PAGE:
Jardines de la Reina

Gardens of the Queen was named by Christopher Columbus to honor the Queen of Spain and the area remains as spectacularly beautiful and wild as when Columbus experienced it centuries ago. Today, it is the largest no-take marine reserve in the Caribbean and among the healthiest marine ecosystems in the region. Unlike other parts of the Caribbean, countless coral and fish populations are thriving at the Gardens. You’ll see massive stands of elkhorn coral (Acropora palmata), which has diminished by nearly 95 percent in the Caribbean during the last 40 years.

The robust fish populations that call the Gardens home include bonefish, Cubera snapper, and the critically endangered Nassau and Goliath grouper. Covering more than 837 square miles, the Gardens also harbors an abundant shark population, including silky sharks, Caribbean reef sharks and whale sharks. But there’s more: the area has spectacularly healthy mangrove islands and shallow bays that teem with juvenile species, including rare crocodiles and the jutia, a native rodent.

In a world where many of the oceans’ corals and fish populations are in decline, the marine life of Cuba’s Gardens of the Queen is thriving. The massive and strikingly beautiful Gardens of the Queen National Park is located 60 miles off the southern coast of Cuba, an archipelago comprising a chain of 250 virgin coral and mangrove islands extending along 75 miles of turquoise waters.


BAY OF PIGS – Zapata Peninsula Park was declared by UNESCO to be a biosphere preserve. Cienaga de Zapata is the largest wetland in the Caribbean, located on the Zapata Peninsula 177 km south-east of Havana, known as Bay of Pigs – Bahia de Cochinos.

Isolated and serene, the Cienaga de Zapata is an ecotourism and diving area famed for its marine species, coral reefs and birds. The National Park is well known for local endemic Cuban crocodile and is one of the best bird watching areas in the Caribbean. Swamps, countless canals and natural watercourses are typical of the rugged landscape of the Zapata Peninsula.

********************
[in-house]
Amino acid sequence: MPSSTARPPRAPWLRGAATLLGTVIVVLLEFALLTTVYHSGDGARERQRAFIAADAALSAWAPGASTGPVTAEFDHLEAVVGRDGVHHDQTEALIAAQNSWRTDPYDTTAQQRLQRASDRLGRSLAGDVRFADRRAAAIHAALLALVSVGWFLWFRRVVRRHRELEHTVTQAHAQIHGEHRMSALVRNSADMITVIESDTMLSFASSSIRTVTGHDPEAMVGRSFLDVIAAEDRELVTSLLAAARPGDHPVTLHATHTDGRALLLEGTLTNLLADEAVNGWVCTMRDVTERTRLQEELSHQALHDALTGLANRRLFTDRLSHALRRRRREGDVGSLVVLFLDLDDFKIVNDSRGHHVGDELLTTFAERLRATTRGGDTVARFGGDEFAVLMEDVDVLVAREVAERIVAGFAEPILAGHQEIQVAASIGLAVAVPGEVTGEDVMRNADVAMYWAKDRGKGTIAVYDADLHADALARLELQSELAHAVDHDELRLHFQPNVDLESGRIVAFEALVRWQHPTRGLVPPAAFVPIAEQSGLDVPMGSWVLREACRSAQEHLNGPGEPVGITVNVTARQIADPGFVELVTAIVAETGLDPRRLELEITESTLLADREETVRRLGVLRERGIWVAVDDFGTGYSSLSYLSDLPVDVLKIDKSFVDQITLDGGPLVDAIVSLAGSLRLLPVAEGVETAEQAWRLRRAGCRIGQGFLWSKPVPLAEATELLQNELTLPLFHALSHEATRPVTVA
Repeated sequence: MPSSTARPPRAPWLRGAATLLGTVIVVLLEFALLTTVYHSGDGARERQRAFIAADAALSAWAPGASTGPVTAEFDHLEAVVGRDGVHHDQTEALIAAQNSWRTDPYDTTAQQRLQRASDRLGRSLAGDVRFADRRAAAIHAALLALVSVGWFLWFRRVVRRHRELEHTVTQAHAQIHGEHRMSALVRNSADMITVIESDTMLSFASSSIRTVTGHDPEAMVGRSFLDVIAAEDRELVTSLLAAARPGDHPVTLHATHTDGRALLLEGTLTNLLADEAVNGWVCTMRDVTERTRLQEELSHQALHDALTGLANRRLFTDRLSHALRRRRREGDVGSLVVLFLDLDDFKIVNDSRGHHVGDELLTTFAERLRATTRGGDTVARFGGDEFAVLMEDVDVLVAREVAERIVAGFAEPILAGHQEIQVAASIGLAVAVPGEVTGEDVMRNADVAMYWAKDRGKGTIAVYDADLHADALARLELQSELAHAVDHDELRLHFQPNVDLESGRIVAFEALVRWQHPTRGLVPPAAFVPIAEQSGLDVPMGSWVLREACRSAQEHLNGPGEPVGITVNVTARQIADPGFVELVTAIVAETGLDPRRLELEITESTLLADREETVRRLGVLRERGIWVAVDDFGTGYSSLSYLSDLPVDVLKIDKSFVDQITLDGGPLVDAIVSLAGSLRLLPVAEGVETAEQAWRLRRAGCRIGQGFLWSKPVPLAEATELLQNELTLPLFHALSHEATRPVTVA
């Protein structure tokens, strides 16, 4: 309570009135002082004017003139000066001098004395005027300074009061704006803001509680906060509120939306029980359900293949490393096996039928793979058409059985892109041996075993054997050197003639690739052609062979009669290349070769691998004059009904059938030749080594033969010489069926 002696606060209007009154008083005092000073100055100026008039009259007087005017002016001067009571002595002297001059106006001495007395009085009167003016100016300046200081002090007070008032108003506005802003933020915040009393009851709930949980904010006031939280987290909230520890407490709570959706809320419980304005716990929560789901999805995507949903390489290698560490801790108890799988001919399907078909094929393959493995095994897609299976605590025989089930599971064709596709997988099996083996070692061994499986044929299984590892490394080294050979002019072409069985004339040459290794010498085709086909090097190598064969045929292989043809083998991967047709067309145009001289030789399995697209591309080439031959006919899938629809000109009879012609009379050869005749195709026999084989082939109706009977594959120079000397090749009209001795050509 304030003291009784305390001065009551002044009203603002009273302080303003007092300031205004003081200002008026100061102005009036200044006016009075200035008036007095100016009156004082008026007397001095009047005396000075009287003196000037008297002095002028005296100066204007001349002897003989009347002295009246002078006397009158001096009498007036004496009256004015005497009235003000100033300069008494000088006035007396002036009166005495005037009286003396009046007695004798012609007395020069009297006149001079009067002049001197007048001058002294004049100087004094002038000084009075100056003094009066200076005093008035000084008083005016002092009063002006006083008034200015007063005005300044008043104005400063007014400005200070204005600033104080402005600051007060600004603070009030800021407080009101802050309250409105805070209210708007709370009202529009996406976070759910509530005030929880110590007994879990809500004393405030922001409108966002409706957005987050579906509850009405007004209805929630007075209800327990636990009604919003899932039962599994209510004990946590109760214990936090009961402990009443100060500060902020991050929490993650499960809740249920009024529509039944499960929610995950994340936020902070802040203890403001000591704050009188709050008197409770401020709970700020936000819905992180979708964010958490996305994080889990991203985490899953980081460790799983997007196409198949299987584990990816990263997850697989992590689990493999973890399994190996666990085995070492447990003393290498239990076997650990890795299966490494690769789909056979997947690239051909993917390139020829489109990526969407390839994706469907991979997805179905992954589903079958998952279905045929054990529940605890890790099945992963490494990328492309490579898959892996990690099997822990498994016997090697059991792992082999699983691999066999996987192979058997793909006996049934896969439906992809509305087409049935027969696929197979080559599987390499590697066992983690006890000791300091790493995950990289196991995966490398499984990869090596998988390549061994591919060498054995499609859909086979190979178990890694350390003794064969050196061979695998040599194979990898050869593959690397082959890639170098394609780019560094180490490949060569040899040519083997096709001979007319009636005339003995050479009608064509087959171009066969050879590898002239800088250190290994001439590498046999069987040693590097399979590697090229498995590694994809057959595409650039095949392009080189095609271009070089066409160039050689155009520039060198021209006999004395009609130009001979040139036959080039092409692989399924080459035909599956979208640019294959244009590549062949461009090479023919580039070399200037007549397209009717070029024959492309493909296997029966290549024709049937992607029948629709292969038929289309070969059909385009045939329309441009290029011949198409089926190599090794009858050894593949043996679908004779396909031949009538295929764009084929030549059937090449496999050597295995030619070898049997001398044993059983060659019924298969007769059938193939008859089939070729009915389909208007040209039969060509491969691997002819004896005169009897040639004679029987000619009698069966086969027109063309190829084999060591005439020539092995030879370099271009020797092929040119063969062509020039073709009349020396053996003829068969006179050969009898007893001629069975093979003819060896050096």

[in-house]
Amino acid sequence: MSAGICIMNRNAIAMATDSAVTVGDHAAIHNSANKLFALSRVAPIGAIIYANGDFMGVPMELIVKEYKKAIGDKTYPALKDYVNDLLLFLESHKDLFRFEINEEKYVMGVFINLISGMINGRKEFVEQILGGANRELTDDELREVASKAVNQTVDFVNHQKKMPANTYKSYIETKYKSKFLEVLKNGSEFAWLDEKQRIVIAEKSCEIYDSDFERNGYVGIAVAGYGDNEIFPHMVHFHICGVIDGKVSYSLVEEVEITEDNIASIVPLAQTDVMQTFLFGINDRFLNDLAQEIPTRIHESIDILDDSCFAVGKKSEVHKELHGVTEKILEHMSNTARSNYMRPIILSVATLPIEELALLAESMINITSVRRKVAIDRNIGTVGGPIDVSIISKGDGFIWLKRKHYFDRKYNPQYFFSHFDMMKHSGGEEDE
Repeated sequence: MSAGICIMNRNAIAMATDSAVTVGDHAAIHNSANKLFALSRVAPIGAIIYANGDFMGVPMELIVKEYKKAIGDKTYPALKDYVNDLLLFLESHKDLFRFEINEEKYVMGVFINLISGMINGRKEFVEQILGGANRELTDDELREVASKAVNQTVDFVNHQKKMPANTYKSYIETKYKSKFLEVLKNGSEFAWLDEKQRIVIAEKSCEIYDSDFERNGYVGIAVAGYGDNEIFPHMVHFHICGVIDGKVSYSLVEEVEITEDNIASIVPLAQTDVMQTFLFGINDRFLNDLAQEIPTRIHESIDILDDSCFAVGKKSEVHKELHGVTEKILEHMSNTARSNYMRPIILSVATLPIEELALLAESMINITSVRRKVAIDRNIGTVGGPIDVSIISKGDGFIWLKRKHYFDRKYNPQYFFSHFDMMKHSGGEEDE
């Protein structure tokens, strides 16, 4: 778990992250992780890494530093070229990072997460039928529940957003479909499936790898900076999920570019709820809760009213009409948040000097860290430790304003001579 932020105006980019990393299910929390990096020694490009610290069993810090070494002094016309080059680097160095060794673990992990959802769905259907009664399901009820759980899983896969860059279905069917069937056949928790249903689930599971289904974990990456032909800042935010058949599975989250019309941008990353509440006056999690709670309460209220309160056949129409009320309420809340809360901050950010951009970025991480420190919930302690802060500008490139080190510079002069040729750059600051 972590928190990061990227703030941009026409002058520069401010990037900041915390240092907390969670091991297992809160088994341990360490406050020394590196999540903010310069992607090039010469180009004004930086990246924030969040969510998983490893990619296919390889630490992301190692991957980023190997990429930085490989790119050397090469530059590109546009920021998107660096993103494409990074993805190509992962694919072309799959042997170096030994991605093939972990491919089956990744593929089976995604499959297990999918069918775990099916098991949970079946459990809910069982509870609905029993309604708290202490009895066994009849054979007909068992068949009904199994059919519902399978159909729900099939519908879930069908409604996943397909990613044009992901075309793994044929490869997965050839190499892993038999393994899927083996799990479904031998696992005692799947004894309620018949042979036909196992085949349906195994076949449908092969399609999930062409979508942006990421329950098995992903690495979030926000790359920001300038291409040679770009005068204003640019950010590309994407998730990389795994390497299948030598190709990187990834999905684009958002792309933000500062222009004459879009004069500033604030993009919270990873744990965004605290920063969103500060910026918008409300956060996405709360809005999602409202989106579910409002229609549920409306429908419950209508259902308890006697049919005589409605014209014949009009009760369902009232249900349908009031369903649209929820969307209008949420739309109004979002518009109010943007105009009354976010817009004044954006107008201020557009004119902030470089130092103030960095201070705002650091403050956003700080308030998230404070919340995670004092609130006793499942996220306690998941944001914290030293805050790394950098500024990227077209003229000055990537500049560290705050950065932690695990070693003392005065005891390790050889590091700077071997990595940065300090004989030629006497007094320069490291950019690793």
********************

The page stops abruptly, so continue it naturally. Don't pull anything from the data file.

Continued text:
The Bay of Pigs is an extensive ecosystem with spectacular wall dives, beautiful coral gardens, cenotes, and crystal clear waters. It is an idyllic playground for Eco tourists and scuba divers, the area is sparsely populated and zealously protected, most of the region lies within the Ciénaga de Zapata Biosphere Reserve a habitat of rare birds, crocodiles and a wide variety of ecosystems. Highlights within the biosphere are the Parque Nacional Ciénaga de Zapata and Laguna de las Salinas, known for its concentration of migratory birds. The Parque Nacional Ciénaga de Zapata is similar to the Everglades National Park in Florida but more unspoiled.

This ecosystem is made up of mangrove forests, keys, seagrass beds, coral reef barriers and deep reefs, including the Cazones Gulf, a deep underwater canyon that is the main recruitment site of important commercial species such as porgies and groupers. The conservation status of coral reefs in the area is very remarkable; it comprises an important system of gyre-like currents.

This territory is characterized by both the presence of considerable peat depth and the fact that it is a low, flat area from the viewpoint of relief. Top height above sea level is only about 10 meters, while top depth in below-sea-level coastal zones is as follows: 2 meters in the salt-marsh area and from 1- 600 meters in the sea coastal zone.

It is also a birdwatcher’s paradise, on the migratory routes between the Americas and home to endemic species such as the Zapata rail and Cuban pygmy owl. Despite its beaches and over 30km of accessible Caribbean coastline, Península de Zapata holds little appeal as a sun-and- sand holiday destination, but it is an excellent area for diving, with crystal clear waters, coral reefs sometimes also within swimming distance of the shore and a small network of flooded caves known as cenotes.

It was also one of Fidel’s favorite areas because of the 1961 victory. (There is a Fidelʼs Island)

Underwater walls are covered with sponges and black coral with a multitude of caverns with lots of fish. For decades, it has been a military area, which entails that the entrance has been forbidden until only recently.

One of the best dives is Canon de Cayo Blanco (from -10 to – 40 meters) is a beautiful coral garden, colorful, with a lot of reef fish. Around 17 meters deep it opens into a canyon wall that sinks into the deep blue. The wall is spectacular, covered with corals and sponges. In the blue you can see eagle rays, sharks and dolphins among other species. It is a stretch of unspoiled coastline, away from all the tourist routes and completely pristine.